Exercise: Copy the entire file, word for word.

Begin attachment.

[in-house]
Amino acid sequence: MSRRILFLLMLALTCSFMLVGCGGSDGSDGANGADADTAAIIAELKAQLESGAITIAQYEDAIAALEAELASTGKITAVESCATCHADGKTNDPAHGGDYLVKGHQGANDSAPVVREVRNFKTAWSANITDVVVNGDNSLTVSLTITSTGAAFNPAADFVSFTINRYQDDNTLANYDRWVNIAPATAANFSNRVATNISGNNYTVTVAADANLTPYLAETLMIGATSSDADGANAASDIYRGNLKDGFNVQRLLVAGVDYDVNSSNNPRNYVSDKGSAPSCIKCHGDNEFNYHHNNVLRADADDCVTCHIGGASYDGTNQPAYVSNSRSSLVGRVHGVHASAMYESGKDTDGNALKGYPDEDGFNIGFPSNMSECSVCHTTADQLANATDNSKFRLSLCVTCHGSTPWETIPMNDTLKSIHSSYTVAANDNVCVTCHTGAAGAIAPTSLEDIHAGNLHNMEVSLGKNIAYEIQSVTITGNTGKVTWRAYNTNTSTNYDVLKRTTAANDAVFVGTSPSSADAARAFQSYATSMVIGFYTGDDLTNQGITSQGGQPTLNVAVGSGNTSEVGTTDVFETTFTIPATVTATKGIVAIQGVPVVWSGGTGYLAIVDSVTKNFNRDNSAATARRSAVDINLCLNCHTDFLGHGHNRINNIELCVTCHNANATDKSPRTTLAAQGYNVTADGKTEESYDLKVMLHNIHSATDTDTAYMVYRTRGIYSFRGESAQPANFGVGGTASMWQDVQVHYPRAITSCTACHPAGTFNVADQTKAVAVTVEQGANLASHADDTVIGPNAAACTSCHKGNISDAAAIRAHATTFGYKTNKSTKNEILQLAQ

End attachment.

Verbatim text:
[in-house]
Amino acid sequence: MSRRILFLLMLALTCSFMLVGCGGSDGSDGANGADADTAAIIAELKAQLESGAITIAQYEDAIAALEAELASTGKITAVESCATCHADGKTNDPAHGGDYLVKGHQGANDSAPVVREVRNFKTAWSANITDVVVNGDNSLTVSLTITSTGAAFNPAADFVSFTINRYQDDNTLANYDRWVNIAPATAANFSNRVATNISGNNYTVTVAADANLTPYLAETLMIGATSSDADGANAASDIYRGNLKDGFNVQRLLVAGVDYDVNSSNNPRNYVSDKGSAPSCIKCHGDNEFNYHHNNVLRADADDCVTCHIGGASYDGTNQPAYVSNSRSSLVGRVHGVHASAMYESGKDTDGNALKGYPDEDGFNIGFPSNMSECSVCHTTADQLANATDNSKFRLSLCVTCHGSTPWETIPMNDTLKSIHSSYTVAANDNVCVTCHTGAAGAIAPTSLEDIHAGNLHNMEVSLGKNIAYEIQSVTITGNTGKVTWRAYNTNTSTNYDVLKRTTAANDAVFVGTSPSSADAARAFQSYATSMVIGFYTGDDLTNQGITSQGGQPTLNVAVGSGNTSEVGTTDVFETTFTIPATVTATKGIVAIQGVPVVWSGGTGYLAIVDSVTKNFNRDNSAATARRSAVDINLCLNCHTDFLGHGHNRINNIELCVTCHNANATDKSPRTTLAAQGYNVTADGKTEESYDLKVMLHNIHSATDTDTAYMVYRTRGIYSFRGESAQPANFGVGGTASMWQDVQVHYPRAITSCTACHPAGTFNVADQTKAVAVTVEQGANLASHADDTVIGPNAAACTSCHKGNISDAAAIRAHATTFGYKTNKSTKNEILQLAQ